From the Literary History of England: The Middle Ages, 1959, p135-142, 8p.
An overview of Anglo-Norman literature seen in the Middle English period. The influence of French culture over the English court is highlighted. Common features of the style are listed. Authors discussed include Philippe de Thaun and Robert Grosseteste.
This book introduces students to the literature of Anglo-Saxon England, the period from 600-1066, in a collection of fifteen specially commissioned essays. The Companion is aimed at students encountering Old English literature for the first time, who require clear guidance and orientation in an unfamiliar field.
This program provides an introduction to medieval Europe by showing surviving traces to provide a feel of medieval style and practice and by tracing the roots of the fall of civilization and the onset of darkness. Much that is medieval survives, sometimes in unlikely places: in a feudal community in sub-Saharan Africa, where an absolute ruler holds court surrounded by ministers, courtiers, and hangers-on, with paladins in mail and mercenaries who, according to local tradition, are descendants of the crusaders; and in numerous folk festivals held in modern Italy, which reenact the futile battles against the invading nomadic hordes. The program traces the fall of Rome and the development of fortified monasteries and their gradual transformation into centers of prayer, work, and the study of ancient learning. With the acceptance of eastern peoples into the Church of Rome, Europe achieved its frontiers. (43 minutes)
The oldest story in the English language, Beowulf is the Norse epic saga of good vs. evil and man vs. monster. The famous warrior battles invaders, monsters, and a fire-breathing dragon. This episode of Clash of the Gods examines Norse mythology’s greatest hero and the intriguing possibility that he may have been a real-life warrior. Recently unearthed burial mounds and ancient carvings suggest that the epic may have roots in reality. Distributed by A&E Television Networks. (45 minutes) Distributed by A&E Television Networks.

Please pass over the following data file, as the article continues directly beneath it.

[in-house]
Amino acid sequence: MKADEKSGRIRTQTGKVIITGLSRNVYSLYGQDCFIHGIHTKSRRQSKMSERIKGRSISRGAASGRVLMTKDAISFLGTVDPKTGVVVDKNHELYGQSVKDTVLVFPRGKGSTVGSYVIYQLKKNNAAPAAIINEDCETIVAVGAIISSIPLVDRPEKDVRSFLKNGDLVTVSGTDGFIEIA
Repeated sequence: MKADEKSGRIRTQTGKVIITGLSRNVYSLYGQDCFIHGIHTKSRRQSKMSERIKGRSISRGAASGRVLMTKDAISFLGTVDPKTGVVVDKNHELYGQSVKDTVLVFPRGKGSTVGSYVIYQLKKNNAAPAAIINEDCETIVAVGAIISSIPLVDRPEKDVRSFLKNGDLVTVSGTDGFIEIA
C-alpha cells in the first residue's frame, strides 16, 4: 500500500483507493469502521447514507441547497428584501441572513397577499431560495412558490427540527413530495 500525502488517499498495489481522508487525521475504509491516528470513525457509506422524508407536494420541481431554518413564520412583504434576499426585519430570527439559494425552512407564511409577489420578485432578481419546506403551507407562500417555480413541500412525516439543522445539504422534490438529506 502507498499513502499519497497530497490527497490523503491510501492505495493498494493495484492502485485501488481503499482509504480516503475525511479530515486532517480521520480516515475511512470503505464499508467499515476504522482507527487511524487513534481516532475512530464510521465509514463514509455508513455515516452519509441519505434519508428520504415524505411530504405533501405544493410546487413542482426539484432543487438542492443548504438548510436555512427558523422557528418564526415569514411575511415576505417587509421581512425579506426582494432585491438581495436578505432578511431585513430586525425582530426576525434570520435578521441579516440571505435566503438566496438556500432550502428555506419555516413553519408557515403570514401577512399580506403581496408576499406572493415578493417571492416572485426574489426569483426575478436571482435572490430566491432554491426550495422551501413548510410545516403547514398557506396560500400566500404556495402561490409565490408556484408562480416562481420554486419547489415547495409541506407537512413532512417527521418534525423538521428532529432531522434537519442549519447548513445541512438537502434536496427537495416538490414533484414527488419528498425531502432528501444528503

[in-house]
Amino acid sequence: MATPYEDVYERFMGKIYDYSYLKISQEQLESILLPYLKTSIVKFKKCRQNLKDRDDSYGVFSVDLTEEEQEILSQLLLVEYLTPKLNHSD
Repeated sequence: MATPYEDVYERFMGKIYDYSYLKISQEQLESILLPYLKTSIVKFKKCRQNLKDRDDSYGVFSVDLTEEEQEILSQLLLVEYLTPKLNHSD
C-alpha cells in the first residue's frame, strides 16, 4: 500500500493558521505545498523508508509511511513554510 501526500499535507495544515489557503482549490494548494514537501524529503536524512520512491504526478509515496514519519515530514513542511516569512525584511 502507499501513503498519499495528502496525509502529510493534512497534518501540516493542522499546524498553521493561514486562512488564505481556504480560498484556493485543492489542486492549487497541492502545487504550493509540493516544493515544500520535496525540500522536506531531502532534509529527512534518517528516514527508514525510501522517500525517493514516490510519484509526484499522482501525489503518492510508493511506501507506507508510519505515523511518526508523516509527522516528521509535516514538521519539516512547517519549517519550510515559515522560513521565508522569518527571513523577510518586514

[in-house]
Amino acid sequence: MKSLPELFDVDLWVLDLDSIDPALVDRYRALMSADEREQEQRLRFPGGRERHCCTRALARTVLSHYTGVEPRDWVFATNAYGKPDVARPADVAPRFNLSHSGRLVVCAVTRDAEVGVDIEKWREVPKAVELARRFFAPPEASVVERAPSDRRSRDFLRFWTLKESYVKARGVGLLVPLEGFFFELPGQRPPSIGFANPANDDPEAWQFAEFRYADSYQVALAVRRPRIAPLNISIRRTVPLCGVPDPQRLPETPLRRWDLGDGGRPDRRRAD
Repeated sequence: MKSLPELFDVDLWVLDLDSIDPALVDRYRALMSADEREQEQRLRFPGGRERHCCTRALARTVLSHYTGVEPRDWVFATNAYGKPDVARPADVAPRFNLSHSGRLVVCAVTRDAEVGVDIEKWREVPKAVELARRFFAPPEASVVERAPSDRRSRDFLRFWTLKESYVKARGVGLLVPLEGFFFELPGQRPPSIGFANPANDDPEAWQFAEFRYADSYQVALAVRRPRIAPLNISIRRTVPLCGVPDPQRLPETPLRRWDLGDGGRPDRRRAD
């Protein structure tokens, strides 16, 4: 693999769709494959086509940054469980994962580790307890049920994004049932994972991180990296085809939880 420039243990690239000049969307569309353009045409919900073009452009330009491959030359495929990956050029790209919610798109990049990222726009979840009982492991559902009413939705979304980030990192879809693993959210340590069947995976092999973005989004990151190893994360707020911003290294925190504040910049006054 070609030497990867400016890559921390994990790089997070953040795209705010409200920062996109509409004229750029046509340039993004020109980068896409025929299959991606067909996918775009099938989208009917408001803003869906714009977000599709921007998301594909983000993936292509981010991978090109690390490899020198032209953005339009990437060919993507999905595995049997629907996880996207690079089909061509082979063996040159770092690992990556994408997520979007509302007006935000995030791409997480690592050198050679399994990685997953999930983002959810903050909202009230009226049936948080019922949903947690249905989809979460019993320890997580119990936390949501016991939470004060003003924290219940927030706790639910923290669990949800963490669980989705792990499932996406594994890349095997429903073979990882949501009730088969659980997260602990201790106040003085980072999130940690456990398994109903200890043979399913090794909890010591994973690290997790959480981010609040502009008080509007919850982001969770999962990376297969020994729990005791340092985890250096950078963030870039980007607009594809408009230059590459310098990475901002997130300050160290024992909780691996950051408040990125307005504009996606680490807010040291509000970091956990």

Readers of Beowulf have noted inconsistencies in Beowulfs depiction, as either heroic or reckless. Heroic Identity in the World of Beowulf resolves this tension by emphasizing Beowulfs identity as a foreign fighter seeking glory abroad. Such men resemble wreccan, exiles" compelled to leave their homelands due to excessive violence. Beowulf may be potentially arrogant, therefore, but he learns prudence. This native wisdom highlights a kings duty to his warband, in expectation of Beowulfs future rule. The dragon fight later raises the same question of incompatible identities, hero versus king. In frequent reference to Greek epic and Icelandic saga, this revisionist approach to Beowulf offers new interpretations of flyting rhetoric, the custom of "men dying with their lord," and the poems digressions."
One of the most consistent critiques levelled against Beowulf is that it lacks a steady narrative advance and that its numerous digressions tend to complicate if not halt the poem's movement. As those passages often look backward or far ahead in narrative time, they seem to transform the poem into a meditative pastiche. The Narrative Pulse of Beowulf counters this assertion, examining Beowulf as a social drama with a strong, forward-moving narrative momentum. John M. Hill discerns a distinctive 'narrative pulse' arising out of the poem's many scenes of arrival and departure. He argues that such scenes, far from being fixed or 'type' scenes, are socially dramatic and a key to understanding the structural density of the poem. Bolstering his analysis with a strong understanding of the epic, Hill looks at Beowulf in relation to other stories such as The Odyssey and The Iliad, epics that, though they may appear to have a certain narrative elasticity, use scenes of arrival and departure to create a cohesive social world in which stories unfold. As a new and comprehensive study of one of the most important Old English texts, The Narrative Pulse of Beowulf sheds new light on this famous poem and the epic tradition itself.